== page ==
Compulsory dissolution of a private limited company
- Reasons for compulsory dissolution
- The compulsory dissolution process
- The right to represent a private limited company dissolved under compulsory proceedings
A private limited company shall be subject to compulsory dissolution on the basis of a court decision. There may be various reasons for a compulsory dissolution; in general the reason is that the company or its activities do not conform to legislation. If it is possible to eliminate deficiencies related to the company, the court shall grant a term before making a compulsory dissolution decision. This term allows you to eliminate deficiencies and continue the company’s activities.
Reasons for compulsory dissolution
The most common reasons for the compulsory dissolution of a private limited company are the following:
- the company has not adopted a dissolution resolution, even though it was required to do so;
- the term of office of the management board expired more than two years previously and a new management board has not been elected;
- the company’s activity is not in conformity with the requirements set forth in legislation, is in conflict with the public order and good morals.
Liquidation of a private limited company is a fairly time-consuming process that lasts at least six months.
1. Submit to a court the petition for compulsory dissolution of the private limited company. The petition may be submitted by management board, supervisory board, a member or members of the management board, shareholder(s), or another person entitled to do so under law. A compulsory dissolution may be initiated by a court itself. Attach to the petition the resolution of the shareholders and the minutes of the shareholders’ meeting.
The petition for compulsory dissolution must be submitted to the County Court in the territory of which the company is registered.
2. Begin liquidation of the private limited company
You will have to follow a specific series of steps.
Liquidation consists of the following stages:
- Appointment of liquidators and entry of their names into the Commercial Register. In the case of compulsory dissolution, the court will appoint the private limited company liquidators.
- Publication of a notice regarding liquidation of the private limited company in the Ametlikud Teadaanded and notification of all known creditors. The liquidation notice must specify that the creditors must present their demands within four months of publication of the notice.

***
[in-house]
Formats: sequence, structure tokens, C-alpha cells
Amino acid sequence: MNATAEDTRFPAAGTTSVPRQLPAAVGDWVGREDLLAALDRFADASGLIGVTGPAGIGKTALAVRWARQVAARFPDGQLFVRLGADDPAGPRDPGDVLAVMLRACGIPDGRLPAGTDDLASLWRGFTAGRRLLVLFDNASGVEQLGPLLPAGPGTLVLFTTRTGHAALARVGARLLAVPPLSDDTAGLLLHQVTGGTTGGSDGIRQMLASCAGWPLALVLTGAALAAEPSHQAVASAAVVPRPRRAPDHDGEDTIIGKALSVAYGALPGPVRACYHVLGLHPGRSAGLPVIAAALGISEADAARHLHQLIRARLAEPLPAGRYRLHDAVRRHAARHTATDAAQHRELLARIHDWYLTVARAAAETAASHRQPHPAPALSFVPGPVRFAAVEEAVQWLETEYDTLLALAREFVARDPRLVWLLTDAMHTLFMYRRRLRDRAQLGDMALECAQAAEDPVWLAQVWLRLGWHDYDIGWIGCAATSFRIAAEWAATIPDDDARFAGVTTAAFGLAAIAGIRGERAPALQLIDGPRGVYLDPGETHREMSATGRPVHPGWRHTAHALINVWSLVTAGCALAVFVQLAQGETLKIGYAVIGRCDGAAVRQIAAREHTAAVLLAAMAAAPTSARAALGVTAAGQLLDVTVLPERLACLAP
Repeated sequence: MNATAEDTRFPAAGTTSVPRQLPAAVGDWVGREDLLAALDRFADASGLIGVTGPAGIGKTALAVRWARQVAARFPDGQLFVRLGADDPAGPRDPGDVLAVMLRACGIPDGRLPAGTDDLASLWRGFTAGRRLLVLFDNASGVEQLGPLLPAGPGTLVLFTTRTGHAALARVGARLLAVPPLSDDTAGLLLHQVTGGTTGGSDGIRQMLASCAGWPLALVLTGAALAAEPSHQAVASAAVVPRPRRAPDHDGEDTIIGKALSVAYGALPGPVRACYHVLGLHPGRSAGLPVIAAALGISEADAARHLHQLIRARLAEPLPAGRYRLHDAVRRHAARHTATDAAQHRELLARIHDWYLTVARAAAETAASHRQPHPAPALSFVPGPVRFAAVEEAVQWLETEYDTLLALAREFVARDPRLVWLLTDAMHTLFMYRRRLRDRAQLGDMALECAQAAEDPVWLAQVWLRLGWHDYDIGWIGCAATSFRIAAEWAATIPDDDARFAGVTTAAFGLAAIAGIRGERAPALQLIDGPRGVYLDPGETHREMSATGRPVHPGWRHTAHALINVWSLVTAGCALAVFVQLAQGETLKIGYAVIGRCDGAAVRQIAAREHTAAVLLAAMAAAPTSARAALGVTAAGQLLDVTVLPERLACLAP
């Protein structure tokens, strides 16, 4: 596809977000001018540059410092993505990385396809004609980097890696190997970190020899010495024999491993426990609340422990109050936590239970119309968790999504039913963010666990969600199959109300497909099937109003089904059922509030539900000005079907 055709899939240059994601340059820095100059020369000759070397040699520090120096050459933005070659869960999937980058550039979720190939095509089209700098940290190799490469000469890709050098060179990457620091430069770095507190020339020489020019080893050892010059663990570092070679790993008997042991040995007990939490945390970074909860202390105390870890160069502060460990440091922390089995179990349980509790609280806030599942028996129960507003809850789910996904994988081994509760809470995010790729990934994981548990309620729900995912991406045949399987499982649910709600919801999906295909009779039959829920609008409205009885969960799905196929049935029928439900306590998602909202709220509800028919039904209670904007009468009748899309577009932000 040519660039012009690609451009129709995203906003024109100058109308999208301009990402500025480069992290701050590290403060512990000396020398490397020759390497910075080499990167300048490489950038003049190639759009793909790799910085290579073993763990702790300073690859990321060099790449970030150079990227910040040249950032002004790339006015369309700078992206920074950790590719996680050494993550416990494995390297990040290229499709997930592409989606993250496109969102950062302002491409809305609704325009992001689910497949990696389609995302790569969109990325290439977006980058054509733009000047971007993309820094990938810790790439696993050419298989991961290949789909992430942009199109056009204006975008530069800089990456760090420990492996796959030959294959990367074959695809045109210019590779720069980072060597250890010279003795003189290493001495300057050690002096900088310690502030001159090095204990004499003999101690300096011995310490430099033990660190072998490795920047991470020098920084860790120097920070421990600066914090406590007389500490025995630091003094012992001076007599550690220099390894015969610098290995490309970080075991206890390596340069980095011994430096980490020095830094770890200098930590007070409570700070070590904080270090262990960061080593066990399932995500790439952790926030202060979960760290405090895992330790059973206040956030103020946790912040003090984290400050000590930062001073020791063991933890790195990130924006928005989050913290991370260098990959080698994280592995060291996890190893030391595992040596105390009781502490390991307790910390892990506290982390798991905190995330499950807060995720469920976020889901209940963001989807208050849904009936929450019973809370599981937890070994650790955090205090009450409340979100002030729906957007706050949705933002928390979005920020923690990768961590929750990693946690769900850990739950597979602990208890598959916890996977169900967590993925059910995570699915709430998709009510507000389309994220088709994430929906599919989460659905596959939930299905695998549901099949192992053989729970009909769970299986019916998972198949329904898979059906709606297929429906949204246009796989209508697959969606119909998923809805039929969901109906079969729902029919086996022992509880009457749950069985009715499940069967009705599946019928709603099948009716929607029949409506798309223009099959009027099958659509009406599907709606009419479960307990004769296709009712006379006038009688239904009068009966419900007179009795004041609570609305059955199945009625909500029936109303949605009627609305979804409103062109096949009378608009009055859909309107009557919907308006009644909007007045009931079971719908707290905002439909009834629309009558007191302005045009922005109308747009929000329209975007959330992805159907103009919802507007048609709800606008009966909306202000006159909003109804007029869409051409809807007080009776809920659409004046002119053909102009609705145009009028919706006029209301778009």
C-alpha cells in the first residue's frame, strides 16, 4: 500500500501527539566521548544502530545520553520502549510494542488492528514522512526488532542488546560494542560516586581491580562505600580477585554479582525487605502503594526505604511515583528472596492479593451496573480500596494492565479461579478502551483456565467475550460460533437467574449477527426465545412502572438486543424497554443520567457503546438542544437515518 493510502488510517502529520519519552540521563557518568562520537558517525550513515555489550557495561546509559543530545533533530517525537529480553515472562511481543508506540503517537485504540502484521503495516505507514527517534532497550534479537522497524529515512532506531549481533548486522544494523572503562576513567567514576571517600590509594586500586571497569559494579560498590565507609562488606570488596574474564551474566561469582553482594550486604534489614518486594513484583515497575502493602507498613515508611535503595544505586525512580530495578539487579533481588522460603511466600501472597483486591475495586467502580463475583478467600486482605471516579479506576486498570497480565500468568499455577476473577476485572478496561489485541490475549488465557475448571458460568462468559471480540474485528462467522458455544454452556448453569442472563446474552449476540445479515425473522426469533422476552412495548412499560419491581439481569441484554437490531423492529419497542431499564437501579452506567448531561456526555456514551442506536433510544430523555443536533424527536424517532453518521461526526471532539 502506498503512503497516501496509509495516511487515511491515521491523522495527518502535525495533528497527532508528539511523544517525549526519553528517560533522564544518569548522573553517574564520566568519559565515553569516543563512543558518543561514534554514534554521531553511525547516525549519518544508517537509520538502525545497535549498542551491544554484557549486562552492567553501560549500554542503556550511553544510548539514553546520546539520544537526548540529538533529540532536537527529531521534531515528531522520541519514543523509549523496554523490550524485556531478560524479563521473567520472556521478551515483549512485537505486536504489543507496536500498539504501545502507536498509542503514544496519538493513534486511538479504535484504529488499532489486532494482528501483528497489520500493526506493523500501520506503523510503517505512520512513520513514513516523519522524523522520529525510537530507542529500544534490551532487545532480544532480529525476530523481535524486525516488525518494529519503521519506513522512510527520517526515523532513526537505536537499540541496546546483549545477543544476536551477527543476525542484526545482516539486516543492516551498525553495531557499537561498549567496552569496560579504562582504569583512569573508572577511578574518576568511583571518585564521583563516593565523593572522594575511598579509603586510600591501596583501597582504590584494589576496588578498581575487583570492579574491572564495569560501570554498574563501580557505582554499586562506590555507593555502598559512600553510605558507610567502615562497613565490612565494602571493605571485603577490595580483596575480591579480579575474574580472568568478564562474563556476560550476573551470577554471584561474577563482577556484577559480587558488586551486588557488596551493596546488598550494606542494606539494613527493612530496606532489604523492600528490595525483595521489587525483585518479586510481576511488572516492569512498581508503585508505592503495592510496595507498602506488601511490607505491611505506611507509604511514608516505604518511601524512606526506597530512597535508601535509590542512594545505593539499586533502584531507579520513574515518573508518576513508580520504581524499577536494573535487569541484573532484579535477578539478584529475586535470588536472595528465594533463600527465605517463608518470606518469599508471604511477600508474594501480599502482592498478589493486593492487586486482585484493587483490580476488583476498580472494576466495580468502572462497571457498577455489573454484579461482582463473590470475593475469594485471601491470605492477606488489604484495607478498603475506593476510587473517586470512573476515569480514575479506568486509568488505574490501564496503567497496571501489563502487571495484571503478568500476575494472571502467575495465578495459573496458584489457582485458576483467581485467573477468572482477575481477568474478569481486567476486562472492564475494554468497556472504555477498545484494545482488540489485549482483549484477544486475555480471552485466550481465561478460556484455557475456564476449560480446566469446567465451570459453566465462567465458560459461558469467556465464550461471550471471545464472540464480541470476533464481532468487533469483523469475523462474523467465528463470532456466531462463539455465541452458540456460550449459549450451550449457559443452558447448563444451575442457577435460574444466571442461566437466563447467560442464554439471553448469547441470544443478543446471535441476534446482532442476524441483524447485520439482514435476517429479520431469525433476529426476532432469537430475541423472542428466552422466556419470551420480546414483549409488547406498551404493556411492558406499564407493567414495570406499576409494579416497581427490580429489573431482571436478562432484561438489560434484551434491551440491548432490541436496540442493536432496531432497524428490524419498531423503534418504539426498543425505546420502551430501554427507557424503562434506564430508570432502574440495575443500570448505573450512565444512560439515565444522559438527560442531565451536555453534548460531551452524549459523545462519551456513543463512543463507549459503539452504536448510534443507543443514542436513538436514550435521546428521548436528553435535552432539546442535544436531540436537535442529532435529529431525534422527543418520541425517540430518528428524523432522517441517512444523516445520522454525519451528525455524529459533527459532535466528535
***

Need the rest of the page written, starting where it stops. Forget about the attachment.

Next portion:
- Approval of the opening balance sheet prepared upon liquidation and the annual report by resolution of the shareholders. The opening balance sheet prepared upon liquidation and the annual report shall be submitted promptly to the Commercial Register after approval.
- Dissolving a private limited company, collection of debts, sale of assets and satisfying creditors’ demands, regardless of notification of demands. If the assets of the private limited company being liquidated are not sufficient to satisfy all of the requirements of the creditors, the liquidators must file a bankruptcy petition.
- Preparation of the final balance sheet of the private limited company and distribution of residual assets. In general, the assets may be distributed after six months have passed since the dissolution of the private limited company was entered into the Commercial Register and the liquidation notice was published and after two months have passed since the shareholders were notified of the presentation of the final balance sheet and asset distribution plan.
If your company was subject to compulsory dissolution because the objective of your activities or the activities itself were prohibited or in conflict with the public order and good morals, the residual assets left after the creditors’ demands are satisfied will become the property of the state.
The compulsory dissolution will be effective as of the moment the corresponding court ruling enters into force. The court will communicate the relevant information to the Commercial Register for the making of the dissolution entry into the Commercial Register.
The right of representation of the management board or the body substituting for the management board of a company dissolved under compulsory proceedings will remain in place until a liquidator is appointed by a court, bankruptcy is declared, or the company is deleted from the register.
You may make changes to the management board or the body substituting for the management board until that time only with good reasons and with the permission of the court.
A good reason must be one of the following:
- long-term or severe illness, as a result of which it becomes impossible for the member of the management or the body substituting for the management board to fulfil duties;
- death or divestment of active legal capacity of a member of the management board or the body substituting for the management board;
- entry into force of a court decision imposing a term of imprisonment on a member of a management board member;
- entry into force of a court decision divesting a member of the management board or the body substituting for the management board of the right to operate in a particular field of activity;
- the member of the management board or the body substituting for the management board became permanent resident in a foreign country.